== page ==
Puretracks offers unlocked music
Puretracks Inc. on Tuesday said it is the first large online store in North America to offer music in the MP3 file format without anti-copying measures.
The company behind the Puretracks.com music store said it is immediately offering songs from artists such as The Barenaked Ladies, Broken Social Scene and Sarah McLachlan under a partnership deal with major independent labels.
The labels include Nettwerk Music Group of Vancouver, Arts & Crafts Productions of Toronto, the San Francisco, Calif.-based Independent Online Distribution Alliance (IODA) and Beggars Banquet Records of London, England.
The tracks, offered in the MP3 file format, do not contain any digital rights management (DRM) restrictions.
DRM is a catch-all term for a broad range of technologies used by copyright owners to control how a piece of data, software or hardware can be used by others.
The measure is commonly used to restrict the ability to copy or transfer music or movie files such as those bought from sites like Apple Inc.'s iTunes Store or burned from a computer to a CD or DVD.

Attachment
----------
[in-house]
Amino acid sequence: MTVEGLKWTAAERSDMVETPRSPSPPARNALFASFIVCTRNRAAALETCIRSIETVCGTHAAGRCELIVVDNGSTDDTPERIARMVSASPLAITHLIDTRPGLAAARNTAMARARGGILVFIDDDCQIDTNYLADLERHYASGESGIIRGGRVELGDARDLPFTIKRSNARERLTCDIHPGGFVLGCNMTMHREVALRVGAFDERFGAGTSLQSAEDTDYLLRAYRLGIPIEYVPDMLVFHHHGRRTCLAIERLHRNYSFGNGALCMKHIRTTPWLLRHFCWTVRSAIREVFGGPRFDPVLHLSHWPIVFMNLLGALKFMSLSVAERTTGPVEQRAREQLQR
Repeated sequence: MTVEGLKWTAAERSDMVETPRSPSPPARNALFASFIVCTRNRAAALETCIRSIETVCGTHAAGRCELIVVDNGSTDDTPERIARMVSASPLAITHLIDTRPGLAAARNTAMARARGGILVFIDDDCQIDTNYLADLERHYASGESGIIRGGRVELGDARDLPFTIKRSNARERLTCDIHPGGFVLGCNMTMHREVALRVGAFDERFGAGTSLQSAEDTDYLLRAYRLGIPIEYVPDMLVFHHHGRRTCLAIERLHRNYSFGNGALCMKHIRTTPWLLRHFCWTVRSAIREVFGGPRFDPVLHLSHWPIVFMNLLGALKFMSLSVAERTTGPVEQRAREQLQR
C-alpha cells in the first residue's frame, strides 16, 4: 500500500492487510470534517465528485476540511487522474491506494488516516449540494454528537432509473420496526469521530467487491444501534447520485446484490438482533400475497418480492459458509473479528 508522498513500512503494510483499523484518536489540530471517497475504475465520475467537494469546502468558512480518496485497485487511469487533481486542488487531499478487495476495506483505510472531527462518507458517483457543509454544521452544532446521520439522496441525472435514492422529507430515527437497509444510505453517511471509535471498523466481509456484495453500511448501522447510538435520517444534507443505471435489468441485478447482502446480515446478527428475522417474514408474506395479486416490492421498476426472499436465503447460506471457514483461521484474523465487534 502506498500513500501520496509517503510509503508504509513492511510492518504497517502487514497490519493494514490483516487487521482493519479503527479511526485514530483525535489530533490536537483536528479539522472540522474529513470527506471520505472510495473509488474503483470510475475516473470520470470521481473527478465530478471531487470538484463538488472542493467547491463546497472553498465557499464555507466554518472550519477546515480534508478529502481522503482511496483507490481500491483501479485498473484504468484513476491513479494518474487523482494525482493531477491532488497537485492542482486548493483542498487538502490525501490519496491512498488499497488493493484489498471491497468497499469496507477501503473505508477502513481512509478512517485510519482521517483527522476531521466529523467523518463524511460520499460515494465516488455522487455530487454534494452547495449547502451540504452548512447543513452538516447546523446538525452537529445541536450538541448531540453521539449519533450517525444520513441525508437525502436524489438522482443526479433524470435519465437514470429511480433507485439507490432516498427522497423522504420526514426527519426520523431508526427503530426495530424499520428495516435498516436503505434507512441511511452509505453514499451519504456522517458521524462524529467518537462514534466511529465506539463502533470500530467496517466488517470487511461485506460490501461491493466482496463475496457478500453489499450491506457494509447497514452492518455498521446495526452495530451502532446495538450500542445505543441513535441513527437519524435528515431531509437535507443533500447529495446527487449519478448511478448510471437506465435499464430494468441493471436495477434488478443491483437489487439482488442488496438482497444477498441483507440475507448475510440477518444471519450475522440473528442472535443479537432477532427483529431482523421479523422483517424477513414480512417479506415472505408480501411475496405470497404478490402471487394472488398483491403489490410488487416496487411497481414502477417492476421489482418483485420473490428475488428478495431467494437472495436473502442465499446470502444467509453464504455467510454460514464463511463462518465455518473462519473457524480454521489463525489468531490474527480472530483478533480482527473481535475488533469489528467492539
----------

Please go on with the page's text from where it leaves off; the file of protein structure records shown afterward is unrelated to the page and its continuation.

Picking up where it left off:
Puretracks is launching its MP3 offering with 50,000 songs, which it plans to expand with new additions every week. The songs are priced at 79 cents and up.
As a launch promotion, the company is giving people who register for its online newsletter a free MP3 download of the new Barenaked Ladies single Sound Of Voice starting on Feb. 27.
"So-called DRM can be used to support unique business models, like subscription services, that deliver value to music fans. But equally, there is also the burning issue of device interoperability — one that can no longer be ignored," Alistair Mitchell, Puretracks' president and CEO, said in a written statement.
"There is a time and place for DRM and there is also a time and place for selling music without it."
Mitchell's comments echo those of Apple Inc. CEO Steve Jobs, who focused attention on the problems that DRM can create when he called on the music recording industry to abolish DRM in an open letter on Apple's website Feb. 6.
Recording giant EMI has reportedly been in talks with online music services to offer DRM-free music.
Even Microsoft founder Bill Gates has said DRM is too complex for most people.
He reportedly told bloggers at a December 2006 meeting at Microsoft's headquarters in Redmond, Wash., that they should simply rip their music tracks from CDs if they wanted to transfer songs between devices or computers.